Top 10 American Franchises

Your Title Goes Here

Your content goes here. Edit or remove this text inline or in the module Content settings. You can also style every aspect of this content in the module Design settings and even apply custom CSS to this text in the module Advanced settings.


You May Not Want Zero Down In-House Financing


Wait, why not? Sounds great. Here’s what franchise companies are up to.

Over the past 30 years I have seen franchisors offer various forms of financial support to new and existing franchisees.


The most simple levels of financial support often begin with some form of delayed costs. 

I have seen franchisors delay when royalties will be paid or scale them up across a timeline to give a new franchisee more of the incoming revenue to grow the business in the market. This is a good benefit, but the franchisee still has to cover the start up costs. The royalty comes out of ongoing revenue so I would drop this in a category of benefits, not financing.

I have also seen franchise companies say that after signing they will carve out a portion of the franchise fee paid and devote it to marketing costs the franchisee has in their market. The franchisee would typically work with the franchise support team to target various forms of marketing that could drive traffic to their location. The costs would then be covered by the franchisor until the benefit is exhausted.

Again, that seems to be more of a benefit than it is financing.

The challenge with in-house financing is twofold. First, the franchisor is not a bank and they are not really set up with the people or systems to administer a loan department, loan approvals or potential collections. Secondly, newer brands may not have the financial reserves to pay for your start-up while covering the costs of their operations.

With those challenges in mind I would carve out two forms of financing.

The first is that we have seen franchisors finance a portion of the franchise fee, most commonly half, with new approvals. Given that their franchise fees tend to be in line with their competitors, I see this as a true financing of a portion of the costs. 

While it may not be substantial in light of the total start-up costs, it is still a franchisor offering financing as a benefit to the franchisee.

More recently I have seen franchise companies partnering in some way with banks or funding companies to create financing programs that can be offered to the new franchisee directly by the franchise company.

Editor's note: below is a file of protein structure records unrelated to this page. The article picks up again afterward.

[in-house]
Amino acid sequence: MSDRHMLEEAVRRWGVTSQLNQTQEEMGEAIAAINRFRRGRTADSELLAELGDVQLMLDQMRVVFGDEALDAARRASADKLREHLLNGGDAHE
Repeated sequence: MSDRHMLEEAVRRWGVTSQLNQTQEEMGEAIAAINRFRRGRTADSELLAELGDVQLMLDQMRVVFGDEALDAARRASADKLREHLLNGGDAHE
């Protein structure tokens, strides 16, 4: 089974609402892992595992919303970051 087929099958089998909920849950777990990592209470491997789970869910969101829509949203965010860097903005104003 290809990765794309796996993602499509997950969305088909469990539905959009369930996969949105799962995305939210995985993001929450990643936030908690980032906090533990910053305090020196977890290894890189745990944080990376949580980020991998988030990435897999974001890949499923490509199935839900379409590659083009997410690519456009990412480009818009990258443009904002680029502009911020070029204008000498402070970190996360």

For some time now this was more commonly equipment financing for franchise brands that require trucks, heavy equipment or industrial supplies. These equipment leases can be very beneficial because the funding is coming from a source that has worked with the franchisor to understand their business and equipment needs. 

This makes it very different than a new franchisee going to their bank and trying to explain the need for a box truck or tree trimming equipment.  Some of the technical requirements can be hard for bank staff to understand and the new franchisee is not always equipped with all the answers. This in-house equipment financing can be very beneficial for equipment intensive businesses.

We have even seen equipment leasing used in retail, gyms and more. In these cases it can finance the gym equipment as well as retail shelving, carpet, paint, graphics and much more.

While rare, I also see full financing offers for business start-ups being offered by franchise companies.

Most recently we had a franchise company come to us with a full new franchise financing package with “0% to 10% down payment loan” to cover costs up to $250,000. The program is at a fair market interest rate and a term that should work for the business. Interestingly it also does not require any personal collateral, this is pretty uncommon even with the SBA loans most new franchise borrowers use.

With some pretty reasonable qualifications, a new franchise owner can get into business with a very reasonable cash out of pocket. These loan approvals generally take one day, application is simple and they fund in about 1 week.

Here is how an insider sees this deal.  

It is a robust equipment lease, not a loan, that covers most of your start up costs but not working capital. A franchisee will still have to bring a cash reserve of $75,000 to get approved and that money will have to cover things like rent, labor and advertising. This may be an advantageous program, but be careful with what you are presented and what you are being obliged to.

Of course, SBA loans and 401K rollovers offered by long standing providers in the franchise space are still outstanding options. 

Your approach might include the equipment lease from the franchisor along with an SBA express loan for the working capital, with a modest down payment on the SBA loan and you keep most of your cash in the bank and have a fast start up with lower risk.

If you have any questions, I would be happy to help. 

What is your success story? Let’s go find it!

George Knauf is a highly sought after, trusted advisor to many of the top franchise ownership groups in the world. With over 25 years of experience in both start-up and mature business franchise operations he is uniquely qualified to advise individuals that have dreamed of Building their own empires. Whether you have an existing portfolio or searching for your first franchise, he can help you to pursue your dreams.